New Delhi: Born into a Dalit (low caste) family, she was bullied at school, forced into marriage at the age of 12, tortured physically and mentally at her in-laws’ house and tried to take her own life. But when Kalpana Saroj survived, she decided to make the best of it.
“I had got a second chance at life and lived to tell the tale,” she joked. “Today, people consider me an inspiration. But I would attribute my success to a lot of decisions taken at the right time, the determination to abide by certain principles and strokes of luck,” she added.
Born in Vidarbha, a small village in Maharashtra, Kalpana, 55, moved to Mumbai after marriage. When she first came to the city, she had no idea what the city held for her, but today, she is a multi-millionaire at the helm of Kamani Industries and two city roads are named after her company.
The representation and awards achieved by her include: World Peace Committee (NGO), New York; International Peace Representative (Recognized by the United Nations); Honour given by the Mayor of the London Municipal Corporation, and the Padma Shree by the Government of India in 2013.
She shares her life’s journey with Gulf News.
Gulf News: Having undergone life’s upheavals, what childhood memories come to your mind?
Kalpana Saroj: As a child, when I would go out to play with friends they made fun of me. When I visited their homes, parents admonished their children to stay away from me. In school, the teacher would make me sit away from other students and prevented me from participating in sports or cultural activities. Just as I was beginning to understand the crudity behind the treatment meted out to me for being a Dalit, at the age of 12, when I was a Grade 7 pupil, I was married to a 22-year-old boy. The first shock came when I found myself living in a slum. On top of that, I was forced to cook for a family comprising more than a dozen members. I would be ordered to clean the house, with no one to help and often hit, kicked and punched on the slightest pretext, as someone or the other [in the family] would find fault in the food I cooked. Apart from physical and mental abuse, they would starve me and my husband never supported me.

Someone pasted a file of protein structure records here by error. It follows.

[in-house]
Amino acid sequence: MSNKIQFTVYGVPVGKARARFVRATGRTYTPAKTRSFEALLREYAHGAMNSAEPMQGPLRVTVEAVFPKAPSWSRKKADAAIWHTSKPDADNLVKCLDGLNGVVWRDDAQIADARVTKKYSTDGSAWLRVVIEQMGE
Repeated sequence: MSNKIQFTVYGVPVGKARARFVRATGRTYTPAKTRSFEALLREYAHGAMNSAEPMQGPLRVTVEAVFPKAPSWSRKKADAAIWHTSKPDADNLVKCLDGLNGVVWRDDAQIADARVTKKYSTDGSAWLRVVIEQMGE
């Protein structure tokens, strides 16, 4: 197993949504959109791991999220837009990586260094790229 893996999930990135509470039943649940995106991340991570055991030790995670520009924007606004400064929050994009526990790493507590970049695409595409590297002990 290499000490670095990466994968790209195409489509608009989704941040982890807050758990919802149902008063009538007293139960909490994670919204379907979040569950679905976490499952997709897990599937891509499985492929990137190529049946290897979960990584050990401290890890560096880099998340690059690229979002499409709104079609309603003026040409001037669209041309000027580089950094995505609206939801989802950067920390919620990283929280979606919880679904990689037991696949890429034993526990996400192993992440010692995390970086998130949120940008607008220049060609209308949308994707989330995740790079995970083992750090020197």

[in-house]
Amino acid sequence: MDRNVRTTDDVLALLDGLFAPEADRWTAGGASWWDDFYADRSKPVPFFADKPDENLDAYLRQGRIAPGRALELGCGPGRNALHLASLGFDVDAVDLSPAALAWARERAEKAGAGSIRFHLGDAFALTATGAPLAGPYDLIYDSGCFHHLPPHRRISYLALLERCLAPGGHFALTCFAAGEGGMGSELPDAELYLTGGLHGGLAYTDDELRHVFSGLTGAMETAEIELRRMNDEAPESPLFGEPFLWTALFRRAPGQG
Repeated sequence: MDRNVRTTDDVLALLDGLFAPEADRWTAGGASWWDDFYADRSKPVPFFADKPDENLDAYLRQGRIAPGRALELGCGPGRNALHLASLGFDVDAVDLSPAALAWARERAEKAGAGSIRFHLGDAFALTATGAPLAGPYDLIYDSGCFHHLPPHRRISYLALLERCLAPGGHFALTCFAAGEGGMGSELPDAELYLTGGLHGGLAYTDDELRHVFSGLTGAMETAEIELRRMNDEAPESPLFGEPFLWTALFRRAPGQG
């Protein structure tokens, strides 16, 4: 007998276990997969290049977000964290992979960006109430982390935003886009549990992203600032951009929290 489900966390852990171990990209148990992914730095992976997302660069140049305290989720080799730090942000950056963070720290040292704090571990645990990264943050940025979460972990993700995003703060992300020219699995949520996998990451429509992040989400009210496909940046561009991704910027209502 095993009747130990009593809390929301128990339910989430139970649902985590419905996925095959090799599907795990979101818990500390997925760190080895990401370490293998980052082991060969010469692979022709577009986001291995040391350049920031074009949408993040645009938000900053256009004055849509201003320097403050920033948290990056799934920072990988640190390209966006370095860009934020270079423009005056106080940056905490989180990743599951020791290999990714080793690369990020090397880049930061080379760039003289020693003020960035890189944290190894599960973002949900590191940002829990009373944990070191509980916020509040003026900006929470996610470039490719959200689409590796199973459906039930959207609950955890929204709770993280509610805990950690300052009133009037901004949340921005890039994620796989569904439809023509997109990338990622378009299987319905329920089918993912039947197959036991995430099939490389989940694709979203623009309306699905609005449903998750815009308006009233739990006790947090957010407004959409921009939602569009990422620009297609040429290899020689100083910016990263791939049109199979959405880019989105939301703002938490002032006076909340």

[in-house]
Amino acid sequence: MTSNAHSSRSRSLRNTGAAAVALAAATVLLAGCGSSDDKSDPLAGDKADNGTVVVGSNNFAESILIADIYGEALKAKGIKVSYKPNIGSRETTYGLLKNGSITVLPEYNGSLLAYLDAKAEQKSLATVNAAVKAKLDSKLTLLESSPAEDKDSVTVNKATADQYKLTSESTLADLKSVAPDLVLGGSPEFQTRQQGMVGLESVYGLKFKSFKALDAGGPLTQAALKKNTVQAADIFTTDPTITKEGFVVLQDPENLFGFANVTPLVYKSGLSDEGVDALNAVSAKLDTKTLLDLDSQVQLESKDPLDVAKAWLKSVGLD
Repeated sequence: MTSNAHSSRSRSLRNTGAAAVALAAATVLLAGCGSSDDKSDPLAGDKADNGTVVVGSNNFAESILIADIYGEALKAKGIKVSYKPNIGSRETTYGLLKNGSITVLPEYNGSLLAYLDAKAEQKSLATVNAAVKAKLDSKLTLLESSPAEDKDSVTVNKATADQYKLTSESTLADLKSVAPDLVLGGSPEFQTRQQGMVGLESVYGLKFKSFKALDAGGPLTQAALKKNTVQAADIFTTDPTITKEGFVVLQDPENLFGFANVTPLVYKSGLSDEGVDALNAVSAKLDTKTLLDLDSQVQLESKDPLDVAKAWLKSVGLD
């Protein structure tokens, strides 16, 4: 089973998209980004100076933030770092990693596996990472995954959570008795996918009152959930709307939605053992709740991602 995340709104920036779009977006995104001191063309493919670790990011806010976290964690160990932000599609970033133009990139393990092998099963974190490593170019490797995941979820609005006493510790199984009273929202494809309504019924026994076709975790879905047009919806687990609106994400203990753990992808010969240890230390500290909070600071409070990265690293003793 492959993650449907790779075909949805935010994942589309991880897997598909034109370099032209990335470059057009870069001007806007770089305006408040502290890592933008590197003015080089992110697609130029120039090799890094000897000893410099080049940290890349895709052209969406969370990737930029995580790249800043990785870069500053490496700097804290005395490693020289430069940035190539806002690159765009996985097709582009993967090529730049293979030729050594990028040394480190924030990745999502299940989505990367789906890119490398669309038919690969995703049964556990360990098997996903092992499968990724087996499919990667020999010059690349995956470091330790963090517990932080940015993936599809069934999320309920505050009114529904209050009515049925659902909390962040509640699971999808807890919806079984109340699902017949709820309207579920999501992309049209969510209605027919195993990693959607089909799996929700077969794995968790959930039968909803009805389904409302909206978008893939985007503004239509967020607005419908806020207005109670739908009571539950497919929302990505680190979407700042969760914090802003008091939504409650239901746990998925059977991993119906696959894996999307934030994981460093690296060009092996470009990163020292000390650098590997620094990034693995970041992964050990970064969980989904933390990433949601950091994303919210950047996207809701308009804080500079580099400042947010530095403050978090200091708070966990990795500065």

Didn’t your parents come to your rescue?
Six months after marriage, my father visited me and was horrified to see my state. He said I looked like a walking corpse! Instantly, he took me back home. But that did not end my trauma. I now had to endure the taunts of my own relatives and villagers. The only reprieve I had got was from the violent relationship, but leaving a husband was widely frowned upon in our community. Girls were considered a burden, only to be cast off at marriage. People would whisper within my hearing that I should kill myself rather than bring shame to the village. For more than a year, I ignored the nasty comments and learnt tailoring to earn a living. Even though I had gained financial independence, it was very painful to see my father fighting the social pressures and being ridiculed for the step he had taken for my sake. Distressed, one day, I consumed a bottle of insecticide to end my life. Rushed to a local hospital in critical state, I survived.
So, you decided to live and prove your worth?